September 12, 1973

We threw away our books today.

There are bigger and worse things happening, I know. The government was overthrown. Allende is dead. We listened to his speech yesterday, huddled around the radio, straining to hear over the static. He sounded brave, hopeful as a man who knows he’s going to put a gun in his mouth could be. Mamá, scattered, tried to get me not to listen. I told her, soy mujer ahora. I am – I was going? – to the university. I should be worried about those things: a dead man, my future, the bombed-out ruin of the place my father took me when I asked him who I should appeal to in order to make my bedtime later.

I should be worried about the fight I heard my parents having, low and hissing behind their bedroom door when they thought I was asleep. When papá said maybe it was a good thing, we’d have more food, inflation would go down, and mamá told him that any government that starts in bombing and death can only create more of the same. And him saying she didn’t care enough about stability, and her saying he was a fool if he thought that Chile wouldn’t bleed from this. Maybe more, but I stopped listening. No matter how old you are, you never want to hear your parents fight, especially when the rest of the world is tearing itself apart.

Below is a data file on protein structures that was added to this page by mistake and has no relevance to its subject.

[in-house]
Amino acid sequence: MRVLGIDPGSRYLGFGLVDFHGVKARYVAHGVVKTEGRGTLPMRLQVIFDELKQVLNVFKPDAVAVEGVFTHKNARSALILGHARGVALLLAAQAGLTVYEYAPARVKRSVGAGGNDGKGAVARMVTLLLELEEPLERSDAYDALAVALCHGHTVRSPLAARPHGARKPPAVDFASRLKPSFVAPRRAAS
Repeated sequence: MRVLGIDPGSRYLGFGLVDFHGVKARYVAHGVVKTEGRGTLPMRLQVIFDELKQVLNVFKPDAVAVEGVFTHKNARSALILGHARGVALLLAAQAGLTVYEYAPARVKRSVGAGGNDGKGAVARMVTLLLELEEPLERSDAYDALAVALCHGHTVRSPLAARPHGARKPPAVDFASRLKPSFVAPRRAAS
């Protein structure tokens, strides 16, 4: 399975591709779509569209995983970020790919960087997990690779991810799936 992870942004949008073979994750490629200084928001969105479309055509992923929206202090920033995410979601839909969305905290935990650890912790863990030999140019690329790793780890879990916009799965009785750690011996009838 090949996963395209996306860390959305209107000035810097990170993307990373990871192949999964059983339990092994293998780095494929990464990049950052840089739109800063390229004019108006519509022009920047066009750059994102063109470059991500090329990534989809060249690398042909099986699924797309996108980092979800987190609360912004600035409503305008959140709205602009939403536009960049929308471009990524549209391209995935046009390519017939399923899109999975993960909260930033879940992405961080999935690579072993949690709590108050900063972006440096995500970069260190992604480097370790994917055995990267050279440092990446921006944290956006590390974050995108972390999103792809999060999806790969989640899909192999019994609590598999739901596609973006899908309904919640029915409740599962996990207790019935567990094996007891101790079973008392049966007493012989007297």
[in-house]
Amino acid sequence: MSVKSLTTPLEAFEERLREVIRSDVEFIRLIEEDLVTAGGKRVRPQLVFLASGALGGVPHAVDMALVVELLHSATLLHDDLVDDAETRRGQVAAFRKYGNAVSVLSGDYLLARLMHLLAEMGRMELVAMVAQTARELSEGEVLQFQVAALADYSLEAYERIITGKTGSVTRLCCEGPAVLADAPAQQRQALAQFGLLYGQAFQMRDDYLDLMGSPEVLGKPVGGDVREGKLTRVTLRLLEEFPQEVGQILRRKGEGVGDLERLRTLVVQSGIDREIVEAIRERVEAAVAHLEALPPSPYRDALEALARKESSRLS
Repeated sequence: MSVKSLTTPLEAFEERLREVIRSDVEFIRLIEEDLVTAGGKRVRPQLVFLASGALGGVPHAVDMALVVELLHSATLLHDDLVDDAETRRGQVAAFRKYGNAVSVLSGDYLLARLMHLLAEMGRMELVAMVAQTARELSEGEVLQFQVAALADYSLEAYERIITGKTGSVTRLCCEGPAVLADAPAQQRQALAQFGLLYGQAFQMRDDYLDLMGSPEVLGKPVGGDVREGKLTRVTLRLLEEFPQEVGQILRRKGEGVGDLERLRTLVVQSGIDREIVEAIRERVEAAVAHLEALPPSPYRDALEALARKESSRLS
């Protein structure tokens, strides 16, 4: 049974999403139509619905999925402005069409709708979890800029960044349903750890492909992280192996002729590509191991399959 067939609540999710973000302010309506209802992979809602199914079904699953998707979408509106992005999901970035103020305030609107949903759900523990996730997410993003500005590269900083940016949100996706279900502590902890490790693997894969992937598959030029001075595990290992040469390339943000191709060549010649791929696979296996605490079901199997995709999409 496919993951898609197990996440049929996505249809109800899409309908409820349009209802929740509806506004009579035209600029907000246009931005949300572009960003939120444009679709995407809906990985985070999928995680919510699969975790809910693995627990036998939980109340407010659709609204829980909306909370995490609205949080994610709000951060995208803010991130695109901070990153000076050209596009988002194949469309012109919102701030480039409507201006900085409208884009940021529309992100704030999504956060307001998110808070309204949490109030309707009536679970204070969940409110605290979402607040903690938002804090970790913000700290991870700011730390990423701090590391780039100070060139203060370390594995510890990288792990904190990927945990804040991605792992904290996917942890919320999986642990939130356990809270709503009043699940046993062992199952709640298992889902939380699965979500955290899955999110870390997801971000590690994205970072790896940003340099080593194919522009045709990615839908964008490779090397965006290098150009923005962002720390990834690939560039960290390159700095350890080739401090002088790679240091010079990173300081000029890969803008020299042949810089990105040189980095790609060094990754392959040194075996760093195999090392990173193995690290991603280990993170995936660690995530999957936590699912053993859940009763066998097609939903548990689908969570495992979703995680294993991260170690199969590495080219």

I am worried about those things. But when I close my eyes, I don’t see anything from the news. I see little bundles – Lorca, Neruda, the Marx mamá bought because it made papá nervous – lying like dead leaves in the bottom of the basura outside. I hear the thump they made when they landed. If I stay in my room, the only reminder that anything is different are the empty spaces on my shelves.

1 thought on “September 12, 1973

  1. ssvolk says:

    I know what you’re feeling, Clara. I’ve got this dark feeling in the pit of my stomach and my parents are as pleased as they could be. Díos mío, I don’t know how long I can stand to hear them celebrating when I feel so glum. We can only hope that the milicos will decide to go back to their barracks soon.

    [Note of history: In general, while the military said that Allende had committed suicide, very few people believed that for years. Almost everyone thought that the military had killed him.]

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